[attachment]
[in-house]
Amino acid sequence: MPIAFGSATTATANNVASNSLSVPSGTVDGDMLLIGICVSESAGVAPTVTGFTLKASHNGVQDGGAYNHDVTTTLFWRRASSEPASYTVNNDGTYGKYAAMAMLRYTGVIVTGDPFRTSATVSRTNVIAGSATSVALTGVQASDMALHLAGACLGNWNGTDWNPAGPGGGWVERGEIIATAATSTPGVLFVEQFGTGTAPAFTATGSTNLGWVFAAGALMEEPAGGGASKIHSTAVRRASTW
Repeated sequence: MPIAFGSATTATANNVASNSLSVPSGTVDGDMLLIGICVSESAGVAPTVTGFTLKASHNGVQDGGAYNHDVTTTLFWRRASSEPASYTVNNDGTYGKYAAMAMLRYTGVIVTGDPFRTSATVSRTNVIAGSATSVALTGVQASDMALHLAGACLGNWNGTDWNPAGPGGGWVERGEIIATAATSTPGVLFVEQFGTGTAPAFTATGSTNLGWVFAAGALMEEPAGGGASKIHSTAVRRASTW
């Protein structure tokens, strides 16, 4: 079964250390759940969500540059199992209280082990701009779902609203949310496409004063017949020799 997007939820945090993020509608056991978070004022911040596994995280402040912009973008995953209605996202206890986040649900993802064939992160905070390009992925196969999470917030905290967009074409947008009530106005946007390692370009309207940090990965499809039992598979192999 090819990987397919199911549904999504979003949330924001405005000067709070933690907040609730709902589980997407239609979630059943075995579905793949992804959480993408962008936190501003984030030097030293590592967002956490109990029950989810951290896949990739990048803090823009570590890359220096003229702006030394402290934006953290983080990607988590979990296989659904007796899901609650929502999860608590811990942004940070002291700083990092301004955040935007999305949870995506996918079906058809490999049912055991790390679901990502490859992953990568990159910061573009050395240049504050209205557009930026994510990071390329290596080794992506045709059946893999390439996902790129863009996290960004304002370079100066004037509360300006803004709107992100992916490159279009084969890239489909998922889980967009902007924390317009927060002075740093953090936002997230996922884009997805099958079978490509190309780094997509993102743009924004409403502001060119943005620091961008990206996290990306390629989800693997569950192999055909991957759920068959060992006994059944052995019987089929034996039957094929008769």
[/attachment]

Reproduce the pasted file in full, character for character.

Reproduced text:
[in-house]
Amino acid sequence: MPIAFGSATTATANNVASNSLSVPSGTVDGDMLLIGICVSESAGVAPTVTGFTLKASHNGVQDGGAYNHDVTTTLFWRRASSEPASYTVNNDGTYGKYAAMAMLRYTGVIVTGDPFRTSATVSRTNVIAGSATSVALTGVQASDMALHLAGACLGNWNGTDWNPAGPGGGWVERGEIIATAATSTPGVLFVEQFGTGTAPAFTATGSTNLGWVFAAGALMEEPAGGGASKIHSTAVRRASTW
Repeated sequence: MPIAFGSATTATANNVASNSLSVPSGTVDGDMLLIGICVSESAGVAPTVTGFTLKASHNGVQDGGAYNHDVTTTLFWRRASSEPASYTVNNDGTYGKYAAMAMLRYTGVIVTGDPFRTSATVSRTNVIAGSATSVALTGVQASDMALHLAGACLGNWNGTDWNPAGPGGGWVERGEIIATAATSTPGVLFVEQFGTGTAPAFTATGSTNLGWVFAAGALMEEPAGGGASKIHSTAVRRASTW
């Protein structure tokens, strides 16, 4: 079964250390759940969500540059199992209280082990701009779902609203949310496409004063017949020799 997007939820945090993020509608056991978070004022911040596994995280402040912009973008995953209605996202206890986040649900993802064939992160905070390009992925196969999470917030905290967009074409947008009530106005946007390692370009309207940090990965499809039992598979192999 090819990987397919199911549904999504979003949330924001405005000067709070933690907040609730709902589980997407239609979630059943075995579905793949992804959480993408962008936190501003984030030097030293590592967002956490109990029950989810951290896949990739990048803090823009570590890359220096003229702006030394402290934006953290983080990607988590979990296989659904007796899901609650929502999860608590811990942004940070002291700083990092301004955040935007999305949870995506996918079906058809490999049912055991790390679901990502490859992953990568990159910061573009050395240049504050209205557009930026994510990071390329290596080794992506045709059946893999390439996902790129863009996290960004304002370079100066004037509360300006803004709107992100992916490159279009084969890239489909998922889980967009902007924390317009927060002075740093953090936002997230996922884009997805099958079978490509190309780094997509993102743009924004409403502001060119943005620091961008990206996290990306390629989800693997569950192999055909991957759920068959060992006994059944052995019987089929034996039957094929008769």